Learning to slow your breathing down can help bring your physical symptoms of anxiety back under control. Practicing the following breathing exercise will help you stay calm:
- Sit comfortably with your back straight and your shoulders relaxed. Put one hand on your chest and the other on your stomach.
- Inhale slowly and deeply through your nose for 4 seconds. The hand on your stomach should rise, while the hand on your chest should move very little.
- Hold the breath for 2 seconds.
- Exhale slowly through your mouth for 6 seconds, pushing out at much air as you can. The hand on your stomach should move in as you exhale, but your other hand should move very little.
- Continue to breathe in through your nose and out through your mouth. Focus on keeping a slow and steady breathing pattern of 4-in, 2-hold, and 6-out.
Tip 4: Face your fears
One of the most helpful things you can do to overcome social anxiety is to face the social situations you fear rather than avoid them. Avoidance keeps social anxiety disorder going. While avoiding nerve-wracking situations may help you feel better in the short term, it prevents you from becoming more comfortable in social situations and learning how to cope in the long term. In fact, the more you avoid a feared social situation, the more frightening it becomes.
Avoidance can also prevent you from doing things you’d like to do or reaching certain goals. For example, a fear of speaking up may prevent you from sharing your ideas at work, standing out in the classroom, or making new friends.
While it may seem impossible to overcome a feared social situation, you can do it by taking it one small step at a time. The key is to start with a situation that you can handle and gradually work your way up to more challenging situations, building your confidence and coping skills as you move up the “anxiety ladder.”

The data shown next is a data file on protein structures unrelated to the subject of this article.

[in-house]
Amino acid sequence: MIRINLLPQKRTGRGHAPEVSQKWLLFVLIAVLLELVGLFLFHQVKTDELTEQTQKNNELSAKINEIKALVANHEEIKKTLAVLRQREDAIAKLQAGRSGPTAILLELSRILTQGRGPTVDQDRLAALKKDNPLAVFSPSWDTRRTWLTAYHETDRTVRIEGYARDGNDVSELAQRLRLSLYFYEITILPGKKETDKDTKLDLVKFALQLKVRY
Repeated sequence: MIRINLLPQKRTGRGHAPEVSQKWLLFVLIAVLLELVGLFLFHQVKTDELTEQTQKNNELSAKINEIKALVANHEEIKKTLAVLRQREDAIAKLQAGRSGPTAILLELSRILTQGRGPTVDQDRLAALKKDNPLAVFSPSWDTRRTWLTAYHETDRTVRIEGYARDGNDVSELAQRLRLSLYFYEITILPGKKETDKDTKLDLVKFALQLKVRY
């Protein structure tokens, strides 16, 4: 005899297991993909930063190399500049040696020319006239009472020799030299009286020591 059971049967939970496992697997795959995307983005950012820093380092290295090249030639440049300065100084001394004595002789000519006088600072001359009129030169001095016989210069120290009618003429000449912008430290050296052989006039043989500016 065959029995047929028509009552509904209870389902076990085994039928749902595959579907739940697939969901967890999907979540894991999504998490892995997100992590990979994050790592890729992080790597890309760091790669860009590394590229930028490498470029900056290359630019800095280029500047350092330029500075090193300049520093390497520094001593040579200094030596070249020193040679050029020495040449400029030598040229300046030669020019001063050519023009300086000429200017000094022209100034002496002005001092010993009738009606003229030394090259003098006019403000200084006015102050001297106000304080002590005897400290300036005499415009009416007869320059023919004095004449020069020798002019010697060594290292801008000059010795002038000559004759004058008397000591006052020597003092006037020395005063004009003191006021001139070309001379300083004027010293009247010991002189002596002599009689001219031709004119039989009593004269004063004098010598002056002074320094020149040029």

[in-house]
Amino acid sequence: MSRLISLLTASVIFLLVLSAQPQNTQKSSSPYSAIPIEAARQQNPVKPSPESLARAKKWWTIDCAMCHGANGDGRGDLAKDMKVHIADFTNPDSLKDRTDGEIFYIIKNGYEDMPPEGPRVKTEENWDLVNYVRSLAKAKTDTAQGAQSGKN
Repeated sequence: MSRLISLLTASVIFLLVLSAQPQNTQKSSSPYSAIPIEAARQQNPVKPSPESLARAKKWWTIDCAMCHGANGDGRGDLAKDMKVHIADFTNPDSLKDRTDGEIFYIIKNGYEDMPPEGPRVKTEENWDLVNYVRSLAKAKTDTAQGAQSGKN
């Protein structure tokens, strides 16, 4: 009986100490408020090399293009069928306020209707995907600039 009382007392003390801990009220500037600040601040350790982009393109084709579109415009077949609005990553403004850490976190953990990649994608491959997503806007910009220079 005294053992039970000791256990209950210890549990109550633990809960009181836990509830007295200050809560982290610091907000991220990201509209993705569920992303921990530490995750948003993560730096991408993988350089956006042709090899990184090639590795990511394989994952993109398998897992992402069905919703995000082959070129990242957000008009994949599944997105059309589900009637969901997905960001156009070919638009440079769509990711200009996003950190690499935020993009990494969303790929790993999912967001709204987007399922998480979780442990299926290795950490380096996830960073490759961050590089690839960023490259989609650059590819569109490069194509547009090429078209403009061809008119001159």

For example, if socializing with strangers makes you anxious, you might start by accompanying an outgoing friend to a party. Once you’re comfortable with that step, you might try introducing yourself to one new person, and so on. To work your way up a social anxiety ladder:
Don’t try to face your biggest fear right away. It’s never a good idea to move too fast, take on too much, or force things. This may backfire and reinforce your anxiety.
Be patient. Overcoming social anxiety takes time and practice. It’s a gradual step-by-step progress.
Use the skills you’ve learned to stay calm, such as focusing on your breathing and challenging negative assumptions.
Socially interacting with co-workers: A sample anxiety ladder
Step 1: Say “hello” to your co-workers.
Step 2: Ask a co-worker a work-related question.
Step 3: Ask a co-worker what they did over the weekend.
Step 4: Sit in the break room with co-workers during your coffee break.
Step 5: Eat lunch in the break room with your co-workers.
Step 6: Eat lunch in the break room and make small talk with one or more of your coworkers, such as talking about the weather, sports, or current events.
Step 7: Ask a co-worker to go for a coffee or drink after work.
Step 8: Go out for lunch with a group of co-workers.
Step 9: Share personal information about yourself with one or more co-workers.
Step 10: Attend a staff party with your co-workers.
Actively seeking out supportive social environments is another effective way of challenging your fears and overcoming social anxiety. The following suggestions are good ways to start interacting with others in positive ways:
Take a social skills class or an assertiveness training class. These classes are often offered at local adult education centers or community colleges.
Volunteer doing something you enjoy, such as walking dogs in a shelter, or stuffing envelopes for a campaign—anything that will give you an activity to focus on while you are also engaging with a small number of like-minded people.
Work on your communication skills. Good relationships depend on clear, emotionally-intelligent communication. If you find that you have trouble connecting to others, learning the basic skills of emotional intelligence can help.